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Overview:    Technical Validation Questionnaire  |   OAI in Europe
Experiences:    OAI-PMH pilot  |   Implementation of OAI-Services
Inventories:    Open Archive Tools  |   Services (pdf-file, 517 KB)  |   Repositories (pdf-file, 275 KB)

Experiences - Evaluative Review of Metadata Harvesting Pilot

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General Approach of OAI
XML as metadata transmission structure
Dublin Core as least common denominator
OAI-PMH version 2.0 as the production protocol version

When the project OA-Forum officially started its work in October 2001 version 1.0 of the Open Archives Protocol for Metadata Harvesting (OAI-PMH) had already been released since more than eight months. The Computing Centre at Humboldt University had been beta tester for this first version of the OAI protocol after already the Santa Fe Convention had been implemented after its release in 1999. The change of OAI-PMH to version 1.1 in July 2001 had been of minor impact and only had to be made due to changes of the official XML specification.

Thus, the Computer Centre at Humboldt University already started with a good expertise on practical OAI experience into the project OA-Forum in October 2001.

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General Approach of OAI

Generally spoken there are two principal possibilities to build up an interoperable service based on distributed metadata pools - the cross searching and the harvesting approach. While the first one rests upon a synchronous model the harvesting approach is asynchronous. When using the cross search approach for a search service the requests to the participating metadata archives are issued as an immediate consequence of a user's search enquiry. For this reason the cross search approach has the following characteristics:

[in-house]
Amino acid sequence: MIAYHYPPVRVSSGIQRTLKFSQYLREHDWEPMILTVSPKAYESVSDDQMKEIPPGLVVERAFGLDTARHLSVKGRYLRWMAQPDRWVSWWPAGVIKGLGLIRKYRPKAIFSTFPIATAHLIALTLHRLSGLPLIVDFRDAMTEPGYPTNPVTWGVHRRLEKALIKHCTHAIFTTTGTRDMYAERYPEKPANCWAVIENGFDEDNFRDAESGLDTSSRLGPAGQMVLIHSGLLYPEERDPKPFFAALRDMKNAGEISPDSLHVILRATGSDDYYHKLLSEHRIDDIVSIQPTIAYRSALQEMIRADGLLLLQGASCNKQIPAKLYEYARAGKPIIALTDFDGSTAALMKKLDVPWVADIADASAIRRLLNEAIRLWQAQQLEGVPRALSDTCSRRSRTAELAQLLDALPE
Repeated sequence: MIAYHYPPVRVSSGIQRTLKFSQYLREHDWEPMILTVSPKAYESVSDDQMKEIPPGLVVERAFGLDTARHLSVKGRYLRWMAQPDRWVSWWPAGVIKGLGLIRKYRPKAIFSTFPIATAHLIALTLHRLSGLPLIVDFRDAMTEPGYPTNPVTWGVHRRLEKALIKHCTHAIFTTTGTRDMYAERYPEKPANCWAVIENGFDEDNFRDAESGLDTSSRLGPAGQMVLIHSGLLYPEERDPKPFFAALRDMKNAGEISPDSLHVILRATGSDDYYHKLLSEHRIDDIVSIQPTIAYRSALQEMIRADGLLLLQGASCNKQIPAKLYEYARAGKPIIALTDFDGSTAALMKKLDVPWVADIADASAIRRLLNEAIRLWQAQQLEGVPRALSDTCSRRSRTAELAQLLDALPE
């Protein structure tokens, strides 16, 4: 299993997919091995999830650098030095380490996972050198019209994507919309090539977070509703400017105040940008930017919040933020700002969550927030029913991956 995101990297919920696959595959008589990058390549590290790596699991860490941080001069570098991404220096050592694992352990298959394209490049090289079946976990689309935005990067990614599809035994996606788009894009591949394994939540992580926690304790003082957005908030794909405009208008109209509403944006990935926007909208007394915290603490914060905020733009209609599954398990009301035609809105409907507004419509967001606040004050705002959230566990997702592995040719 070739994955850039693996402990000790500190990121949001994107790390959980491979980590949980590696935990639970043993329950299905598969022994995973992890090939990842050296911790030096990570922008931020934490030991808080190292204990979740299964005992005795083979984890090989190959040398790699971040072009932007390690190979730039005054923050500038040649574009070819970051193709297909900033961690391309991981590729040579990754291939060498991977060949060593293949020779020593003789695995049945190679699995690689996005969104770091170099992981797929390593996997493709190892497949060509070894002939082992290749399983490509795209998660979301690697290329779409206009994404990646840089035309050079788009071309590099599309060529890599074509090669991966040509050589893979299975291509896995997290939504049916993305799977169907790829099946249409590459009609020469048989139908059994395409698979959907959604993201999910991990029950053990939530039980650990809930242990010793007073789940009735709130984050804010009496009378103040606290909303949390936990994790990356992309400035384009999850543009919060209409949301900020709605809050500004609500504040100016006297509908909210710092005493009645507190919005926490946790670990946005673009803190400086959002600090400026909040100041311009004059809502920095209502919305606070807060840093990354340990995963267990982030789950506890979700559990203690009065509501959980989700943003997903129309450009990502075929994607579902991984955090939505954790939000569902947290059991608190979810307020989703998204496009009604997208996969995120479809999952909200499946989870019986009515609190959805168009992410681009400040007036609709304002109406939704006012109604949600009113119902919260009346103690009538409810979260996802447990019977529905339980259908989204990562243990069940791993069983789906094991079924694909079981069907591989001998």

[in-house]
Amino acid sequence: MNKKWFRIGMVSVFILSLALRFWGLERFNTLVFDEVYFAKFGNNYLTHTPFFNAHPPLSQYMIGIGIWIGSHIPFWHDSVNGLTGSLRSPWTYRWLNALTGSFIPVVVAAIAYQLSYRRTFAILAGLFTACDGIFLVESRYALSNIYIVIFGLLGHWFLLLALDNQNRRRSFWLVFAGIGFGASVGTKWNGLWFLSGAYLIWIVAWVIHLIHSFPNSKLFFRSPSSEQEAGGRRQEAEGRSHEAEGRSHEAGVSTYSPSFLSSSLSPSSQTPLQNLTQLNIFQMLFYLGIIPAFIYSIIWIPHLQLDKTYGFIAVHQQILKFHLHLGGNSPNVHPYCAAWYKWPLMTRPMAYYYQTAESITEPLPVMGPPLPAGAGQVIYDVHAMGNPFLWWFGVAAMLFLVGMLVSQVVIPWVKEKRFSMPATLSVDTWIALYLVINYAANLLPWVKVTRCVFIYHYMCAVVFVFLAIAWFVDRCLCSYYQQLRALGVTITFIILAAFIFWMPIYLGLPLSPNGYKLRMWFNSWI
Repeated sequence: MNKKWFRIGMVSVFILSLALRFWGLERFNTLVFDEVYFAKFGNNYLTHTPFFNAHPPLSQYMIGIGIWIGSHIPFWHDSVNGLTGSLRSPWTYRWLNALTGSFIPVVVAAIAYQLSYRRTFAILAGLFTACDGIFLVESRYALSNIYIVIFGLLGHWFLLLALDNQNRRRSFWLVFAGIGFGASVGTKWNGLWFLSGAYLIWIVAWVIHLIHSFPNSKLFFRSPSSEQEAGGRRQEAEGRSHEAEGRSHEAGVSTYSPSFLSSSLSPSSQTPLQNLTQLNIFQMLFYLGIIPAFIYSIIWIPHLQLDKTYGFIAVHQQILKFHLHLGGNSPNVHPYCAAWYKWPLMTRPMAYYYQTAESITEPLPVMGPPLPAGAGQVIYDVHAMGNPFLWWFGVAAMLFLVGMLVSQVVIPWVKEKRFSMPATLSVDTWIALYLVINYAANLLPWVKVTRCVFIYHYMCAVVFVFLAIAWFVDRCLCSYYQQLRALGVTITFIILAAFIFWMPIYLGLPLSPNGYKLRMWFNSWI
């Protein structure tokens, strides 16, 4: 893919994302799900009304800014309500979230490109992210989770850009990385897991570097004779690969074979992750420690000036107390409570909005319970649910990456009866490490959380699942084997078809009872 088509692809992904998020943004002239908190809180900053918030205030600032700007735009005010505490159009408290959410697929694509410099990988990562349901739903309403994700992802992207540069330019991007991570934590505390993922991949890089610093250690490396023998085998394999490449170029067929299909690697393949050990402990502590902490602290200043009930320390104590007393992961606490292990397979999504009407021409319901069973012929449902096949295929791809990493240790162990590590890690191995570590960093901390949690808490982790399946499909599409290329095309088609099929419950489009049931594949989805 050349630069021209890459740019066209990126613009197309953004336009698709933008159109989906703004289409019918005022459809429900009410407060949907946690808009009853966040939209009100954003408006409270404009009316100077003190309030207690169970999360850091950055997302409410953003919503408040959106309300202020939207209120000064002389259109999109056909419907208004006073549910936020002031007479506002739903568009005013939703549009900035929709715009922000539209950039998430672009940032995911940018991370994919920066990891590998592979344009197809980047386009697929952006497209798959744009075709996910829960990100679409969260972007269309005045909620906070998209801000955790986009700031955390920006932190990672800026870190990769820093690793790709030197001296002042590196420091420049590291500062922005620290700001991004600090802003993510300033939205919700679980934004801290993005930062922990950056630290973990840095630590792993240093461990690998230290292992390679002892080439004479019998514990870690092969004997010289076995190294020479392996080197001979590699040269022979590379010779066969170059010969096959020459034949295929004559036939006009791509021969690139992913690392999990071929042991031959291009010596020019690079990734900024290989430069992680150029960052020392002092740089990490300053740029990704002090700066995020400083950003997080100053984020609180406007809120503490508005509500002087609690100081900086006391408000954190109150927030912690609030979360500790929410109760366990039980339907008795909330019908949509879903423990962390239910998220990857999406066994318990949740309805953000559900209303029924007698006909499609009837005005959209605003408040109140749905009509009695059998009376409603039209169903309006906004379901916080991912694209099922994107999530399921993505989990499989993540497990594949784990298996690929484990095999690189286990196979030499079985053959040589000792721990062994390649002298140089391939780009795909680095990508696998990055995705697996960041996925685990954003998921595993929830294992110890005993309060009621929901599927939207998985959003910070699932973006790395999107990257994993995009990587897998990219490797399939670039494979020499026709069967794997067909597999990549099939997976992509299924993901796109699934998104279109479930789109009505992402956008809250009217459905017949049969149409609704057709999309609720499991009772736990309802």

• Search queries can directly be encoded (e.g. author="Schulz").
  • The service provider does not need a central database for the metadata.
  • The service provider has to deal with duplication, ranking and merging problems synchronously.
  • The service performance depends on the slowest data provider.

In contrast to the cross searching approach the harvesting approach can be described by the following properties:

  • Harvesting protocols have no or only rudimentary search vocabulary.
  • The service provider needs an own database to store all metadata of the participating archives. Metadata are duplicated when using the harvesting approach.
  • The service provider has to regularly harvest the participating metadata archives in order to always provide the newest information. The service provider has to cope with update and deletion problems.
  • Providing added value services as well as tackling duplication, ranking and merging problems is not time-critical for service providers because these processes can be conducted asynchronously.
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As the name of the protocol already states the OAI-PMH pursues the harvesting approach. The crucial argument for this principal decision of the developers of the protocol which was already made during the Santa Fe meeting in 1999 was that the cross search approach does not scale for larger numbers of participating data archives. This is partially due to the fact that a service which is based on this approach always depends on the slowest participant. A strong hint for the correctness of this statement is that when using large cross search based services users first have to select a number of archives to be searched by the given enquiry. A parallel search in all archives is often impossible and at least not recommended by the service provider.

The main objective for the development of the OAI protocol was its simplicity. It should be easy to be implemented by both, the metadata archives and the harvesters who want to build up a service based on the protocol. Moreover, the protocol was designed to be based on widely accepted standards. The function of the OAI-PMH is to provide a framework for the transmission of metadata records. Delivery of complete documents is beyond the scope of OAI.

The OAI-PMH defines two groups of participants - data providers who are able to correctly reply to OAI requests and thereby deliver metadata from their local databases and service providers who makes available a service using the OAI-PMH. The protocol specification describes a set of six different request types - each with a defined set of mandatory and optional parameters. The protocol is based on HTTP, and the parameters including the request type itself can either be submitted via POST or GET parameters of an HTTP request. OAI responses always have to be encoded with XML.